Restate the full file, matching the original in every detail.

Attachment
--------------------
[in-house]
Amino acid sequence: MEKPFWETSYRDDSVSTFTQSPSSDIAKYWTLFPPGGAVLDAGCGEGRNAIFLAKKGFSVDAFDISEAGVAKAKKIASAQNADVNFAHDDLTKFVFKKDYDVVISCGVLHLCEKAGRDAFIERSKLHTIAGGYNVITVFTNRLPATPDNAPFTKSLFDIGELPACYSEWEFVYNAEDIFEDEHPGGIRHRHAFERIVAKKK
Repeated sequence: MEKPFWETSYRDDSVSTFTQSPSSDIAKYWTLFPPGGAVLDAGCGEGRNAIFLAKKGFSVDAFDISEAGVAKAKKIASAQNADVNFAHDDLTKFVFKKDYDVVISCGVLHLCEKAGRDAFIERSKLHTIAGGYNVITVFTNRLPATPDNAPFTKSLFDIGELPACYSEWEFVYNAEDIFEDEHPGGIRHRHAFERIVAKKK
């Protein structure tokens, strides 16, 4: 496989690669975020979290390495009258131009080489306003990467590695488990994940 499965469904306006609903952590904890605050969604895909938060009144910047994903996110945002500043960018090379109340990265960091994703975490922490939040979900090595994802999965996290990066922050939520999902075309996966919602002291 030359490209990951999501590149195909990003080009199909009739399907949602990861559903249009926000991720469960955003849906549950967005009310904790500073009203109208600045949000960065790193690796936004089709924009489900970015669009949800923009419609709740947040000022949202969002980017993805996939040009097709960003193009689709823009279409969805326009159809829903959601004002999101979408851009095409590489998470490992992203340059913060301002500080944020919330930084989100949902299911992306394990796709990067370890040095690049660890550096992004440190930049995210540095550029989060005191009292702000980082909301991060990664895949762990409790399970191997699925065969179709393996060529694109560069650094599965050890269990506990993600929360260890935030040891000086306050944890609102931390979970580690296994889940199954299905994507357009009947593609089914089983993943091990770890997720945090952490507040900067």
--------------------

[in-house]
Amino acid sequence: MEKPFWETSYRDDSVSTFTQSPSSDIAKYWTLFPPGGAVLDAGCGEGRNAIFLAKKGFSVDAFDISEAGVAKAKKIASAQNADVNFAHDDLTKFVFKKDYDVVISCGVLHLCEKAGRDAFIERSKLHTIAGGYNVITVFTNRLPATPDNAPFTKSLFDIGELPACYSEWEFVYNAEDIFEDEHPGGIRHRHAFERIVAKKK
Repeated sequence: MEKPFWETSYRDDSVSTFTQSPSSDIAKYWTLFPPGGAVLDAGCGEGRNAIFLAKKGFSVDAFDISEAGVAKAKKIASAQNADVNFAHDDLTKFVFKKDYDVVISCGVLHLCEKAGRDAFIERSKLHTIAGGYNVITVFTNRLPATPDNAPFTKSLFDIGELPACYSEWEFVYNAEDIFEDEHPGGIRHRHAFERIVAKKK
């Protein structure tokens, strides 16, 4: 496989690669975020979290390495009258131009080489306003990467590695488990994940 499965469904306006609903952590904890605050969604895909938060009144910047994903996110945002500043960018090379109340990265960091994703975490922490939040979900090595994802999965996290990066922050939520999902075309996966919602002291 030359490209990951999501590149195909990003080009199909009739399907949602990861559903249009926000991720469960955003849906549950967005009310904790500073009203109208600045949000960065790193690796936004089709924009489900970015669009949800923009419609709740947040000022949202969002980017993805996939040009097709960003193009689709823009279409969805326009159809829903959601004002999101979408851009095409590489998470490992992203340059913060301002500080944020919330930084989100949902299911992306394990796709990067370890040095690049660890550096992004440190930049995210540095550029989060005191009292702000980082909301991060990664895949762990409790399970191997699925065969179709393996060529694109560069650094599965050890269990506990993600929360260890935030040891000086306050944890609102931390979970580690296994889940199954299905994507357009009947593609089914089983993943091990770890997720945090952490507040900067």